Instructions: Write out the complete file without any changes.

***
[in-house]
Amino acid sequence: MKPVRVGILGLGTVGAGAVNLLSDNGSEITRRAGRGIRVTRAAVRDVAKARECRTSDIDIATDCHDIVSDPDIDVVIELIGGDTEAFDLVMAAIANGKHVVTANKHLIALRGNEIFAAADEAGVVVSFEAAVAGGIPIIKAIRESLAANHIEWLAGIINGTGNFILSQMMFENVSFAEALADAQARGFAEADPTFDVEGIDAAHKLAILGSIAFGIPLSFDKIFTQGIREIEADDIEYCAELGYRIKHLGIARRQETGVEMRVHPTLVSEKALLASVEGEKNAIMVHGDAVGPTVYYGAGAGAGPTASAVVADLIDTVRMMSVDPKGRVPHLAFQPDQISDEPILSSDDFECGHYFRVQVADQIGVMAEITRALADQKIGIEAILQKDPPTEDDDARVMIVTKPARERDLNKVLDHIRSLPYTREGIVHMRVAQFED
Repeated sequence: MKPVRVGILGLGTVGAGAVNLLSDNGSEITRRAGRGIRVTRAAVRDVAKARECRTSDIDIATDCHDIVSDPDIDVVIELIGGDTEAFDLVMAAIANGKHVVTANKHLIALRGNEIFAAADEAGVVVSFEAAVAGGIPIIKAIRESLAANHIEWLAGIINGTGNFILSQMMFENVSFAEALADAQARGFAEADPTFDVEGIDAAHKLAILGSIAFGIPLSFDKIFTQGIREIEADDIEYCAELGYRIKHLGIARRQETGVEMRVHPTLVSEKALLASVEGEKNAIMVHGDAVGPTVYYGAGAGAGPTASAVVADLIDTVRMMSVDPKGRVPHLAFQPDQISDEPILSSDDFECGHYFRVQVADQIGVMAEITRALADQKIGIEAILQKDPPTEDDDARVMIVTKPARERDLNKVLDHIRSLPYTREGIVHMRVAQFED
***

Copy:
[in-house]
Amino acid sequence: MKPVRVGILGLGTVGAGAVNLLSDNGSEITRRAGRGIRVTRAAVRDVAKARECRTSDIDIATDCHDIVSDPDIDVVIELIGGDTEAFDLVMAAIANGKHVVTANKHLIALRGNEIFAAADEAGVVVSFEAAVAGGIPIIKAIRESLAANHIEWLAGIINGTGNFILSQMMFENVSFAEALADAQARGFAEADPTFDVEGIDAAHKLAILGSIAFGIPLSFDKIFTQGIREIEADDIEYCAELGYRIKHLGIARRQETGVEMRVHPTLVSEKALLASVEGEKNAIMVHGDAVGPTVYYGAGAGAGPTASAVVADLIDTVRMMSVDPKGRVPHLAFQPDQISDEPILSSDDFECGHYFRVQVADQIGVMAEITRALADQKIGIEAILQKDPPTEDDDARVMIVTKPARERDLNKVLDHIRSLPYTREGIVHMRVAQFED
Repeated sequence: MKPVRVGILGLGTVGAGAVNLLSDNGSEITRRAGRGIRVTRAAVRDVAKARECRTSDIDIATDCHDIVSDPDIDVVIELIGGDTEAFDLVMAAIANGKHVVTANKHLIALRGNEIFAAADEAGVVVSFEAAVAGGIPIIKAIRESLAANHIEWLAGIINGTGNFILSQMMFENVSFAEALADAQARGFAEADPTFDVEGIDAAHKLAILGSIAFGIPLSFDKIFTQGIREIEADDIEYCAELGYRIKHLGIARRQETGVEMRVHPTLVSEKALLASVEGEKNAIMVHGDAVGPTVYYGAGAGAGPTASAVVADLIDTVRMMSVDPKGRVPHLAFQPDQISDEPILSSDDFECGHYFRVQVADQIGVMAEITRALADQKIGIEAILQKDPPTEDDDARVMIVTKPARERDLNKVLDHIRSLPYTREGIVHMRVAQFED